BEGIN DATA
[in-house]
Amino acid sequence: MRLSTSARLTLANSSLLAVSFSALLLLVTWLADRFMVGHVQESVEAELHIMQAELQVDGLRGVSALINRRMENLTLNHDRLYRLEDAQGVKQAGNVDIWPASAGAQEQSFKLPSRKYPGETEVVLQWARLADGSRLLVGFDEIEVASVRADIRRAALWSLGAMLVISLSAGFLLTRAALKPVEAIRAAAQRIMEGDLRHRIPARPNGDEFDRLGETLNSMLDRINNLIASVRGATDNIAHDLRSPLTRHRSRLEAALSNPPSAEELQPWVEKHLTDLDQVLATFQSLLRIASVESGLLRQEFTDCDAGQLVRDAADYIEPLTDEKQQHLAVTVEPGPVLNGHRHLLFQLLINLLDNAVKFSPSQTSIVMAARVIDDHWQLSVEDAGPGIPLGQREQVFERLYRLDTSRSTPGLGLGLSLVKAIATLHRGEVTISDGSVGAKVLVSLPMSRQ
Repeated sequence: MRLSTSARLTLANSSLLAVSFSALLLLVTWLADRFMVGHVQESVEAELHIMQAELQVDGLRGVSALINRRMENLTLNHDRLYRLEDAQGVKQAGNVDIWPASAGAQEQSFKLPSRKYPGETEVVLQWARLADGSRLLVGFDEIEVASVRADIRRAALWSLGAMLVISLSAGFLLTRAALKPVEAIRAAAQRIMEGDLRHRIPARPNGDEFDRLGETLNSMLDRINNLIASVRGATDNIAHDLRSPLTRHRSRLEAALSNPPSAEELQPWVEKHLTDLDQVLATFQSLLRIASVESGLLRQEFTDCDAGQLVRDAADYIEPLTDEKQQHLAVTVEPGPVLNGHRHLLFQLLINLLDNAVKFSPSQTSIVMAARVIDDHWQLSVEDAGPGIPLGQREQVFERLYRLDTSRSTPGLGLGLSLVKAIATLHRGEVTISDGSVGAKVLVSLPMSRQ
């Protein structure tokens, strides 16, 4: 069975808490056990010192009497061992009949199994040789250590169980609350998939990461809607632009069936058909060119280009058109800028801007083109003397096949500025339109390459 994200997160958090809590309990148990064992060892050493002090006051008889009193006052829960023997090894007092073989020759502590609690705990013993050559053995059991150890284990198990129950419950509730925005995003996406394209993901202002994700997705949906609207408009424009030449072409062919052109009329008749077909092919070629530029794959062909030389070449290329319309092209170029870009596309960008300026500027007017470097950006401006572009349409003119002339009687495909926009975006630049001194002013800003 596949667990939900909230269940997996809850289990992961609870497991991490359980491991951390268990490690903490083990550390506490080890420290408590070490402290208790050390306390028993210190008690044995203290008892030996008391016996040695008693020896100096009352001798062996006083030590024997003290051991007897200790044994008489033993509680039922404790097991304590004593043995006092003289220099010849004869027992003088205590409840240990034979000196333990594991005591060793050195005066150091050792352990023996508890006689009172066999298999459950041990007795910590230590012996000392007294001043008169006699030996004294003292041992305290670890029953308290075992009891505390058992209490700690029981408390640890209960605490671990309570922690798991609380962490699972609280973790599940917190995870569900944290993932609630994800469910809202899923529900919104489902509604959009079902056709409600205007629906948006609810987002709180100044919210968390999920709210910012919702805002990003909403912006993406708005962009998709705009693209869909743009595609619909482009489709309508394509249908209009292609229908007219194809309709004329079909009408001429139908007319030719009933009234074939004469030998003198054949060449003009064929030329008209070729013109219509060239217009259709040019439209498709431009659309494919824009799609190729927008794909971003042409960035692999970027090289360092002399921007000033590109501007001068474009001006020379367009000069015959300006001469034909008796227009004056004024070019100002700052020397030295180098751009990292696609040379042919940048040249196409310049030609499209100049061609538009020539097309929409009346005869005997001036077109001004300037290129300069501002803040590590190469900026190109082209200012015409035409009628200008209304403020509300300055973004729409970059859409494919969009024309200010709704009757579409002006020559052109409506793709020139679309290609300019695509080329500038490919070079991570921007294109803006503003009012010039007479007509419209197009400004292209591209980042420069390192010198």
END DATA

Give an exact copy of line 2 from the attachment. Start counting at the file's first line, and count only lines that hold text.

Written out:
Amino acid sequence: MRLSTSARLTLANSSLLAVSFSALLLLVTWLADRFMVGHVQESVEAELHIMQAELQVDGLRGVSALINRRMENLTLNHDRLYRLEDAQGVKQAGNVDIWPASAGAQEQSFKLPSRKYPGETEVVLQWARLADGSRLLVGFDEIEVASVRADIRRAALWSLGAMLVISLSAGFLLTRAALKPVEAIRAAAQRIMEGDLRHRIPARPNGDEFDRLGETLNSMLDRINNLIASVRGATDNIAHDLRSPLTRHRSRLEAALSNPPSAEELQPWVEKHLTDLDQVLATFQSLLRIASVESGLLRQEFTDCDAGQLVRDAADYIEPLTDEKQQHLAVTVEPGPVLNGHRHLLFQLLINLLDNAVKFSPSQTSIVMAARVIDDHWQLSVEDAGPGIPLGQREQVFERLYRLDTSRSTPGLGLGLSLVKAIATLHRGEVTISDGSVGAKVLVSLPMSRQ